Often referred to as the ‘Saint of the Slums’, Kitty Willkinson spent much of her life in abject poverty, but that didn’t stop her from devoting herself to improving the lives of those around her. From opening a school for orphans, to caring for destitute children, to working to end the cholera epidemic, Kitty Wilkinson never stopped caring for those around her, even in the most dire of circumstances.
Kitty was born in Londonderry in 1786, and when she was 9, her family decided to migrate from Ireland to Liverpool. Unfortunately, their trip was marred by tragedy, and her father and her youngest sister drowned on the way.
Her life in Liverpool was mired in extreme poverty, and, as a result, when she was 11, she was sent to work as an indentured servant at a cotton mill. She worked at the mill for nearly a decade before being allowed to return home to live with her mother who, after suffering such great losses, was no longer in her right mind.
Ever the dutiful daughter, Kitty began caring for her mother and took on the burden of providing for the family. Despite being self-educated, Kitty was very bright and had a love of learning, so she decided to open a Dame School, which was basically an elementary school that was taught out of the owner’s home.
Soon after opening the school, Kitty married a French sailor. Work carried him away from her often, but Kitty soon became pregnant with their first child. Despite her husband’s many absences, Kitty succeeded in caring not only for her newborn, but also for her mother. Tragedy struck again, however, when Kitty, now pregnant with their second child, received news that her husband’s ship had sunk and the crew had all been lost.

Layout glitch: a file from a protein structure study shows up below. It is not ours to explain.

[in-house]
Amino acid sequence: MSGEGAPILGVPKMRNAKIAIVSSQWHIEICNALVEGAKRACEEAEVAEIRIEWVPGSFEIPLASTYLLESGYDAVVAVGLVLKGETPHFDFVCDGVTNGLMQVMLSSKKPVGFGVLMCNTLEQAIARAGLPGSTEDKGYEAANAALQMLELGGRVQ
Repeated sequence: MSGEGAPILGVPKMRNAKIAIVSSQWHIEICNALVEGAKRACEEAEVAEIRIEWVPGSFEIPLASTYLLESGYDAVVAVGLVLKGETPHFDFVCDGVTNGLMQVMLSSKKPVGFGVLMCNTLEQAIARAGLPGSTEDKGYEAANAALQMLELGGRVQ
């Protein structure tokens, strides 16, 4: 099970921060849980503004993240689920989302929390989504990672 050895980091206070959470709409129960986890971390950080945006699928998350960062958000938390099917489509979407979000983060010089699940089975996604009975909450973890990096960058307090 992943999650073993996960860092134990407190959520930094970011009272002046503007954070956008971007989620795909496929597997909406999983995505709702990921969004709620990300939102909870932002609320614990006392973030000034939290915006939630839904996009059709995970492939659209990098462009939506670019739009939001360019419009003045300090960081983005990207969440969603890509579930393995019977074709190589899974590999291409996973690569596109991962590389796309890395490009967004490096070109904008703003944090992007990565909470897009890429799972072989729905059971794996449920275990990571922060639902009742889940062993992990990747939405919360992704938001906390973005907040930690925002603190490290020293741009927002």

Suddenly finding herself alone with two small children and an infirm mother to provide for, Kitty must have felt overwhelmed. However, she did not allow her circumstances to defeat her. Instead, she got several jobs, working in the fields and in domestic labor while still continuing to teach. Her family still struggled financially, but, thanks to Kitty’s hard work, they were able to get by.
Thankfully, in the 1820s, things began to improve for her. She met a man named Tom Wilkinson, and they got married. Together, they opened a school for orphans and began caring for destitute children.
In addition to her work at the school and caring for her growing family at home, Kitty continued working outside the home as well. Much of her work involved taking care of elderly clients. One of those clients, grateful for the care Kitty had shown his late wife, gifted Kitty a mangle, which was a machine that could be used to wring water from wet laundry. Little did Kitty or her client know, this mangle would soon be used to save an untold number of lives.
When the cholera epidemic broke out in Liverpool in 1832, Kitty was convinced that cleanliness was the key to combating the outbreak. As such, using her gifted mangle, Kitty turned her small home into a wash-house. She allowed the people of Liverpool to come clean their sheets in her kitchen, and she taught them about the importance of cleanliness when fighting cholera. She also showed them how to disinfect their bedding using chloride of lime.
When the epidemic had passed, Kitty began pushing for the development of a public bath where the poor could wash themselves and clean their clothes. Thanks to Kitty’s efforts, the campaign succeeded, and the first public bath and wash-house was opened in 1842. Four years later, Kitty was named the superintendent of public baths.
Kitty died in Liverpool in 1860. Her work, both with homeless children and in sanitation, saved many lives. She continues to be honoured and remembered for her tireless efforts. In fact, in 2012, a marble statue of Kitty was unveiled in St. George’s hall – though sadly, of the 12 statues honouring famous figures, Kitty is the only woman represented.
References include BBC, Low Down Magazine, Baths and Washhouses Historical Archive.
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